« ÎnapoiContinuă »
' able to speak, but we had confidence that he ""died the death of the righteous." He was a 'lover of Jesus Christ; and an example in this
respect, to many believers, because "he cleaved 'with purpose of heart to the Lord." The many 'tears which he shed in his sickness, while he la'mented that he could not do the work for which he 'was sent out, are as a blessed dew on the heathen among whom he died, and on the land which he was permitted but to see. The short time that ' he lived in the country, he was much beloved by 'the natives, and respected by all who knew him. "His infirmities shall be remembered no more, and 'his soul is among those who worship the Lamb ' for ever.'
LAMENTED AND AFFECTING DEATH
RIGHT HON. LADY MARY FITZGERALD,
PREACHED AT ASTON SANDFORD, BUCKS,
APRIL 22, 1815.
PRECIOUS IN THE SIGHT OF THE LORD IS THE DEATH OF HIS SAINTS.
PSAL. cxvi. 15.
I AM PERSUADED THAT NEITHER DEATH,, NOR LIFE, NOR ANY CREATURE, SHALL BE ABLE TO SEPARATE US FROM THE LOVE OF GOD, WHICH IS IN CHRIST JESUS OUR LORD. ROM. viii. 38, 39.
At the time when this sermon was first published, the distressing circumstances attending the death of the noble and venerable person, to whom it relates, were so well known as to render any preliminary statement of them unnecessary: but the reader who is unacquainted with them would do well to turn to the last paragraph but one of the sermon, before he proceeds to the perusal of the whole, that he may not feel the dissatisfaction arising from continual allusions to that of which he is not sufficiently informed.-J. S.
THAT truly honourable and excellent Lady concerning whose affecting death this sermon is published, was constantly, when in town, and when her health would permit, an attendant on my ministry for above seventeen years.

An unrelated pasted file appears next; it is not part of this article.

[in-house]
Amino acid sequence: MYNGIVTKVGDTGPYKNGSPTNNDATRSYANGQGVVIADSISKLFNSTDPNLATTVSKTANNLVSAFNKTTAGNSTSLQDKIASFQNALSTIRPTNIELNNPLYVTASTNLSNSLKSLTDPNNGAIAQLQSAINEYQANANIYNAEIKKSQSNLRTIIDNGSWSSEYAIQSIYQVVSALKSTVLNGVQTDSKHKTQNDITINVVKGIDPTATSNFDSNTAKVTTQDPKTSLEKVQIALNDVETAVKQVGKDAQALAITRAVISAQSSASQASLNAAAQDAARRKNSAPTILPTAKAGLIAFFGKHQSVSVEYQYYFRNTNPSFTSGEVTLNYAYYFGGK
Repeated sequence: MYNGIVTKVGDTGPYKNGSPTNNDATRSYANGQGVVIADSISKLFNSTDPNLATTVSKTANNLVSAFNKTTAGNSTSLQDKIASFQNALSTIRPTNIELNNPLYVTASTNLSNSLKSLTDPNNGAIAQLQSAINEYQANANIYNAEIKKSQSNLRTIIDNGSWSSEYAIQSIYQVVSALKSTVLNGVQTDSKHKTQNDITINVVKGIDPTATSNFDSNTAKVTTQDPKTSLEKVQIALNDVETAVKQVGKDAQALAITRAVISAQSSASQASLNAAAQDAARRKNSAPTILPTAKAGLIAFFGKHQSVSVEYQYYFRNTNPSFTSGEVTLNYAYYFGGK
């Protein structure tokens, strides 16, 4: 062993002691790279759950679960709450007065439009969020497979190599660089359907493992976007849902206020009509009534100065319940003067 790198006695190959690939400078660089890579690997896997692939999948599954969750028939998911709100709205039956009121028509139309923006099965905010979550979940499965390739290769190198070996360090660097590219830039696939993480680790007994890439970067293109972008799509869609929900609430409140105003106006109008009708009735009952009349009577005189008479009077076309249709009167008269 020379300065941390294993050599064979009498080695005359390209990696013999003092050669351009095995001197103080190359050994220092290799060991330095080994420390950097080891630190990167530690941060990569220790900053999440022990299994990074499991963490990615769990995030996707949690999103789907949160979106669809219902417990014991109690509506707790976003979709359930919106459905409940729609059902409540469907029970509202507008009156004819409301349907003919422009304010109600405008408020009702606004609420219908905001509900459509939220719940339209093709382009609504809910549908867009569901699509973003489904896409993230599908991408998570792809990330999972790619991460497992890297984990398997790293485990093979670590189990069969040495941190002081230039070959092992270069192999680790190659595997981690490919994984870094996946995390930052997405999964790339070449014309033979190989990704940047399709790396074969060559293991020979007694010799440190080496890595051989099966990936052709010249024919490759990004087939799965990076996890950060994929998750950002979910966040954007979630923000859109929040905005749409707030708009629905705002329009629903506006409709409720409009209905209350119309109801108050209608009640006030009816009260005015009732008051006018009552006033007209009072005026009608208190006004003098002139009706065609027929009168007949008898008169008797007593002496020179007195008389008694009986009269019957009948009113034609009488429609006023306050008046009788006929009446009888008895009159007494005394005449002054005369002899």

I was also honoured with what might also be considered as an intimacy with her; as nothing prevented the cordial reception which I met with whenever I called, and the conversation which passed was most open and unreserved. She was very useful in strengthening my hands in my ministry, when concurring circumstances tended greatly to weaken and discourage me and she has always been ready to aid and concur with me in every plan for attempting usefulness, not only while I was in town but since I came to this place.
I have also to acknowledge many obligations in temporal things, which it would neither be proper wholly to conceal, nor yet to enlarge upon.
It will then scarcely need an apology, that thus circumstanced I should publish a sermon on the affecting occasion; were it only considered as a testimony of gratitude and high estimation: yet as I know that neither commendations given her by men on earth, nor the contrary, (if any can be found capable of the contrary,) can at all affect
her confirmed felicity; I might perhaps have declined to do it, had I not thought that a sermon on such a character, removed hence in so remarkable a manner, might give an opportunity of attempting with some hope of success, to promote the best interests of survivors, both in the circle of her friends and acquaintance, and among others also and I earnestly pray our gracious God to accompany the perusal of it with his special blessing.
Aston Sandford, April 25, 1815.